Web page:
Our new house is on a quiet street.  I cannot hear traffic noise from my home, just the sound of bugs, birds and frogs.  Each home on our street has several acres so when the leaves are on the trees I cannot even see my neighbors.  Time will tell how much we will be able to see them as the leaves fall off the trees this autumn.  The house is at the end of a street with no outlet which means even more privacy.

driveway

Most of the 5 acres are woods.  One side of the property is bordered by a bridle trail – yes – some people in this area keep horses on their property!  There’s probably less than half-acre of our yard  property that is mow-able grass but the plants, gardens, ponds and waterfalls are plentiful, so we will have a significant amount of landscaping to keep up with.  There are 2 large ponds, 2 small ponds a wooden footbridge, a land bridge, and 3 man-made waterfalls.  The house also has various levels of decks and patios including the one that surrounds the free-form shaped pool.  In this county, installing a pool can be really expensive, especially on a sloped lot like this one.  It’s one of the major reasons we selected this house.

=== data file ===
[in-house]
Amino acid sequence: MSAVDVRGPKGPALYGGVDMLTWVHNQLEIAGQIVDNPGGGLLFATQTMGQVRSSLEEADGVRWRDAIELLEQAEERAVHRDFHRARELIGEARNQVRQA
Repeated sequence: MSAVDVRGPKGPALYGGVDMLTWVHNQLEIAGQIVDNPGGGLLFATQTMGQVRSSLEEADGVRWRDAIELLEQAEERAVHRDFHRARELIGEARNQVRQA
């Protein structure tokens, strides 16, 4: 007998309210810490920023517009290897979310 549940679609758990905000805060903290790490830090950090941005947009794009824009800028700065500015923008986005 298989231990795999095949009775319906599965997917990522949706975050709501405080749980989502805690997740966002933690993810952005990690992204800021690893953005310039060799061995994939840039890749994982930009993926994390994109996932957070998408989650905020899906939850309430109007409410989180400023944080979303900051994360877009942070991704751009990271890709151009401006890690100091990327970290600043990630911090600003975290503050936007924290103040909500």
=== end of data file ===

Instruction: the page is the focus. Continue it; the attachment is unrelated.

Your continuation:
wooded acres

ponds

pool

hidden paths

The trees and plants are plentiful and wide-ranging.  We have a variety of pines, oak, boxwoods, azaleas, yucca, ivy, juniper, ferns and even flowering waterlilies.  The learning curve for caring for all of these plants is huge, but a fun challenge.  I look forward to one day erecting a small greenhouse and growing veggies or maybe figuring out how to capitalize on the 4 ponds for hydroponics.

ponds

We’ve already started opening up some walls so we can see some of the supporting structures and ultimately adequately determine how to safely remove some walls.  Next week see more of our demo!